What Everyone Needs to Know About Tostitos
38 March 30, 2010
Every once in a while, I read an article that encapsulates my grumpiness about food marketing.
This post comes to us from The Vreeland Clinic in socialist (tee hee) Vermont:
I was watching television this morning while I was eating breakfast and saw a commercial that illustrated everything that is wrong right now in America in terms of our health. Here’s how the commercial went:
A man is walking down the aisle in the grocery store and he stops and stares at a shelf full of Tostitos corn chips. He says to himself, “Whole grain? I thought corn was a vegetable?”
This fact, according to the commercial, influences him to buy these chips. The marketing on this commercial is as blatant as can be, but most people do not see it that way. Here is my thought process on this one:
First, the man raises the question of whole grains. Immediately all of our brains shift to healthy thoughts. We’ve been programmed that when we hear whole grains we should think healthy.
While whole grains have their health benefits, excess amounts are not beneficial either, but I am just as guilty as most people when I hear ‘whole grains.’ I too shift to thinking about health, just as the marketers want you to do.
So now they’ve got you thinking Tostitos corn chips are a healthy snack and the commercial has just begun. To hammer home the point they do something unbelievably clever.
The man’s next statement is that he ‘thought’ corn was a vegetable. This is clearly to suggest that no matter how you think about it, whole grain or vegetable, these chips must be healthy! It is quite an amazing job of getting people to think health when thinking about a snack that is actually very bad for your health.
There is a small portion of the population that will see through this marketing and I suspect most of you reading this are those people. However, millions of Americans will see that commercial and assume that corn chips are a healthy snack because, as the commercial suggests, they are made from whole grains – or was it vegetables?
It doesn’t matter which one it is because they’re both healthy, right? And there is the goal of the commercial. The chips are healthy because they’re made with whole grains or vegetables. Period.
So, the next time these people go to buy chips, they won’t get anything else because they are ‘health conscious’ and the commercial said these are a healthy snack. Notice they never actually stated it was a healthy snack.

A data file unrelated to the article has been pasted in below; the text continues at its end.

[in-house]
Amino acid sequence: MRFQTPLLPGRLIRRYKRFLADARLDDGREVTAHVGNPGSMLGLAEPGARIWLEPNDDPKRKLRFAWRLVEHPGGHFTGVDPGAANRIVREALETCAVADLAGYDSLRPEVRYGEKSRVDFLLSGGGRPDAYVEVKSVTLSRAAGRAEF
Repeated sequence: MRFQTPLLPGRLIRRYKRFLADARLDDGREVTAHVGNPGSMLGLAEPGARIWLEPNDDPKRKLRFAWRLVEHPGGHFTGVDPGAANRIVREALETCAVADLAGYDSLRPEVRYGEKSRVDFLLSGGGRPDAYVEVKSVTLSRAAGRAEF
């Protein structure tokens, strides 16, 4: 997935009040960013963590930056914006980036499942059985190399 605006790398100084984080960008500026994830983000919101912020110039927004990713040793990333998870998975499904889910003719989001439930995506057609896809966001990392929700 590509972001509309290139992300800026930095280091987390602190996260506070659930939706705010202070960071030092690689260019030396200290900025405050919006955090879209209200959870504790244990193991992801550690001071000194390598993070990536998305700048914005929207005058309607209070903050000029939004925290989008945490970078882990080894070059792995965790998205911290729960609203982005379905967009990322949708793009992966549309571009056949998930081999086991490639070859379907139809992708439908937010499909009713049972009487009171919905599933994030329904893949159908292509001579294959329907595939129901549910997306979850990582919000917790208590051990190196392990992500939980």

This would get them into trouble with the FDA for false advertising. All of the ‘health’ talk in the commercial is implied through words like ‘whole grains’ and ‘vegetables.’
As a matter of fact their website talks about these chips and says they have just three simple ingredients – “corn, natural oil and a dash of salt.” What they fail to tell you is that their chips have a very high glycemic index because of the white corn they use.
Consuming lots of white corn tortillas is a great way to give yourself diabetes. But Tostitos doesn’t want you to know that. Just think about the corn chips as a healthy whole grain/vegetable snack. Maybe Tostitos can lobby Congress to get it classified as one serving of vegetables?
I’d be surprised if you could find one responsible doctor or nutritionist that would say white corn chips are a healthy snack. They may be low in saturated fat and contain zero grams of trans fat, all the traditional markings of a healthy snack, but that does not make them healthy.
You must consider the carbohydrate count and the effect it will have on your physiology from a hormonal standpoint. These chips will force your body to produce massive amounts of insulin and, over time, this is extremely dangerous. It leads to diabetes which is a major cause of heart attacks, strokes and other cardiovascular diseases in this country.
If you want a healthy snack, skip the middle aisles in your grocery store. Eat things like nuts and seeds, fruits, vegetables and other nutrient dense foods. Tostitos wants you to see their chips as healthy, but they clearly are not. They know this as well.
That’s why you don’t hear them actually use the words ‘healthy snack.’ They are trying to fool the American public to make a little bit more money. If the government wants to reduce health care costs, they should crack down on advertising like this and really educate the public on what a ‘healthy snack’ actually is.
Please share your thoughts about food marketing below.